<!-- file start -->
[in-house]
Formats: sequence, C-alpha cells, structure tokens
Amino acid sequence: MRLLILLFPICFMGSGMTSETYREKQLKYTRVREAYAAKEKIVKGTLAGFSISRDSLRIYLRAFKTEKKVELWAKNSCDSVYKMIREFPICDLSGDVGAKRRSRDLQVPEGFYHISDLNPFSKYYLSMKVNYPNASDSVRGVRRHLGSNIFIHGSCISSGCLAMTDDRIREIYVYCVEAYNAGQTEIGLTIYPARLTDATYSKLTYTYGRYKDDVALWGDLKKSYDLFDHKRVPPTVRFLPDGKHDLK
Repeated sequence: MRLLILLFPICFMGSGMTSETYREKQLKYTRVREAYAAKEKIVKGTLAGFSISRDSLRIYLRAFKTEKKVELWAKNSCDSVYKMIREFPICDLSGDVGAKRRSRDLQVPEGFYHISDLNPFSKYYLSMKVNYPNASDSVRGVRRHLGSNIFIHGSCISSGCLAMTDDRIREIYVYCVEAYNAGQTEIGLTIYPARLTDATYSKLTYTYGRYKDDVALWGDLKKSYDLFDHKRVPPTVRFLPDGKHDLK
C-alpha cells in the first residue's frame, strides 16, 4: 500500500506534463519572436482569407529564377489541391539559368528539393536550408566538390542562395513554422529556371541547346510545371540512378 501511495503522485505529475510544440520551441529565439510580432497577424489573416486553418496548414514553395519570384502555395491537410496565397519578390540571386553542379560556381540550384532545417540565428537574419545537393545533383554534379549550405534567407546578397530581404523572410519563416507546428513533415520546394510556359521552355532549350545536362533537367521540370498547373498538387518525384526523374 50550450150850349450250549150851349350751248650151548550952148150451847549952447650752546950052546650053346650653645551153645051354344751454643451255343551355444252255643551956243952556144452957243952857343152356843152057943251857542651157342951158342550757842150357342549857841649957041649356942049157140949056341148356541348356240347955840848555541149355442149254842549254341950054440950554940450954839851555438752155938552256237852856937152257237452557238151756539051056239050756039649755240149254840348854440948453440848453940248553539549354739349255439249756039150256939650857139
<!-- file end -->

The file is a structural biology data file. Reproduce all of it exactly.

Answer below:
[in-house]
Formats: sequence, C-alpha cells, structure tokens
Amino acid sequence: MRLLILLFPICFMGSGMTSETYREKQLKYTRVREAYAAKEKIVKGTLAGFSISRDSLRIYLRAFKTEKKVELWAKNSCDSVYKMIREFPICDLSGDVGAKRRSRDLQVPEGFYHISDLNPFSKYYLSMKVNYPNASDSVRGVRRHLGSNIFIHGSCISSGCLAMTDDRIREIYVYCVEAYNAGQTEIGLTIYPARLTDATYSKLTYTYGRYKDDVALWGDLKKSYDLFDHKRVPPTVRFLPDGKHDLK
Repeated sequence: MRLLILLFPICFMGSGMTSETYREKQLKYTRVREAYAAKEKIVKGTLAGFSISRDSLRIYLRAFKTEKKVELWAKNSCDSVYKMIREFPICDLSGDVGAKRRSRDLQVPEGFYHISDLNPFSKYYLSMKVNYPNASDSVRGVRRHLGSNIFIHGSCISSGCLAMTDDRIREIYVYCVEAYNAGQTEIGLTIYPARLTDATYSKLTYTYGRYKDDVALWGDLKKSYDLFDHKRVPPTVRFLPDGKHDLK
C-alpha cells in the first residue's frame, strides 16, 4: 500500500506534463519572436482569407529564377489541391539559368528539393536550408566538390542562395513554422529556371541547346510545371540512378 501511495503522485505529475510544440520551441529565439510580432497577424489573416486553418496548414514553395519570384502555395491537410496565397519578390540571386553542379560556381540550384532545417540565428537574419545537393545533383554534379549550405534567407546578397530581404523572410519563416507546428513533415520546394510556359521552355532549350545536362533537367521540370498547373498538387518525384526523374 50550450150850349450250549150851349350751248650151548550952148150451847549952447650752546950052546650053346650653645551153645051354344751454643451255343551355444252255643551956243952556144452957243952857343152356843152057943251857542651157342951158342550757842150357342549857841649957041649356942049157140949056341148356541348356240347955840848555541149355442149254842549254341950054440950554940450954839851555438752155938552256237852856937152257237452557238151756539051056239050756039649755240149254840348854440948453440848453940248553539549354739349255439249756039150256939650857139